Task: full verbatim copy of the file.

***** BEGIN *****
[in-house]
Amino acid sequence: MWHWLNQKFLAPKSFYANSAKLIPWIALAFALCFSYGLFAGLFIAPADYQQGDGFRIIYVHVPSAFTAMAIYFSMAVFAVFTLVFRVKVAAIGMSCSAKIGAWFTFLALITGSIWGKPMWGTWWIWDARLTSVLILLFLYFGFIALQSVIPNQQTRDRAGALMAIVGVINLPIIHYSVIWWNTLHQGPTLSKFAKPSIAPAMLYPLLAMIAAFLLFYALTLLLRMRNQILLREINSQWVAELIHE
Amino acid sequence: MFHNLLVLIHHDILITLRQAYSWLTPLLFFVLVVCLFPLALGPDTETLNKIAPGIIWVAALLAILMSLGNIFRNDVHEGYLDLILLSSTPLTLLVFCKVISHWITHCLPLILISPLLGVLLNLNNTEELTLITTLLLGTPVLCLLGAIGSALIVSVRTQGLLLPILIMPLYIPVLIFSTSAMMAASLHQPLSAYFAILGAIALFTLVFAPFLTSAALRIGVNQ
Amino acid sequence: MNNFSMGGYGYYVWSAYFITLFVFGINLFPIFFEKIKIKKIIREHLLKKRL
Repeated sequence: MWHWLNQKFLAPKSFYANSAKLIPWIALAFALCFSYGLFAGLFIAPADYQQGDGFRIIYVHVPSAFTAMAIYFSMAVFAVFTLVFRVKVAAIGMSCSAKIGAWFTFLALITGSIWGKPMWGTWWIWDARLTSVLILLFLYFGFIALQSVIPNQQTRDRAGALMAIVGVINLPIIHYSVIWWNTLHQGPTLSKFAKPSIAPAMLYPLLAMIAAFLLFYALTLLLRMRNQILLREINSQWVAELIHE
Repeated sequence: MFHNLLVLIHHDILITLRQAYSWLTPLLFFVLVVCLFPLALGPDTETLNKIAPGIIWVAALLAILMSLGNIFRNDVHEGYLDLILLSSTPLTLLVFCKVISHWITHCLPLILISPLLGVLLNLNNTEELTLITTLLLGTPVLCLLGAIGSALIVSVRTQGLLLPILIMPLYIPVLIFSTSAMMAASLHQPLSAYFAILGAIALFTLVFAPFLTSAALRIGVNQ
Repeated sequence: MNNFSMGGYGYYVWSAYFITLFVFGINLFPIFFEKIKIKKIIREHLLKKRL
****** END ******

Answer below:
[in-house]
Amino acid sequence: MWHWLNQKFLAPKSFYANSAKLIPWIALAFALCFSYGLFAGLFIAPADYQQGDGFRIIYVHVPSAFTAMAIYFSMAVFAVFTLVFRVKVAAIGMSCSAKIGAWFTFLALITGSIWGKPMWGTWWIWDARLTSVLILLFLYFGFIALQSVIPNQQTRDRAGALMAIVGVINLPIIHYSVIWWNTLHQGPTLSKFAKPSIAPAMLYPLLAMIAAFLLFYALTLLLRMRNQILLREINSQWVAELIHE
Amino acid sequence: MFHNLLVLIHHDILITLRQAYSWLTPLLFFVLVVCLFPLALGPDTETLNKIAPGIIWVAALLAILMSLGNIFRNDVHEGYLDLILLSSTPLTLLVFCKVISHWITHCLPLILISPLLGVLLNLNNTEELTLITTLLLGTPVLCLLGAIGSALIVSVRTQGLLLPILIMPLYIPVLIFSTSAMMAASLHQPLSAYFAILGAIALFTLVFAPFLTSAALRIGVNQ
Amino acid sequence: MNNFSMGGYGYYVWSAYFITLFVFGINLFPIFFEKIKIKKIIREHLLKKRL
Repeated sequence: MWHWLNQKFLAPKSFYANSAKLIPWIALAFALCFSYGLFAGLFIAPADYQQGDGFRIIYVHVPSAFTAMAIYFSMAVFAVFTLVFRVKVAAIGMSCSAKIGAWFTFLALITGSIWGKPMWGTWWIWDARLTSVLILLFLYFGFIALQSVIPNQQTRDRAGALMAIVGVINLPIIHYSVIWWNTLHQGPTLSKFAKPSIAPAMLYPLLAMIAAFLLFYALTLLLRMRNQILLREINSQWVAELIHE
Repeated sequence: MFHNLLVLIHHDILITLRQAYSWLTPLLFFVLVVCLFPLALGPDTETLNKIAPGIIWVAALLAILMSLGNIFRNDVHEGYLDLILLSSTPLTLLVFCKVISHWITHCLPLILISPLLGVLLNLNNTEELTLITTLLLGTPVLCLLGAIGSALIVSVRTQGLLLPILIMPLYIPVLIFSTSAMMAASLHQPLSAYFAILGAIALFTLVFAPFLTSAALRIGVNQ
Repeated sequence: MNNFSMGGYGYYVWSAYFITLFVFGINLFPIFFEKIKIKKIIREHLLKKRL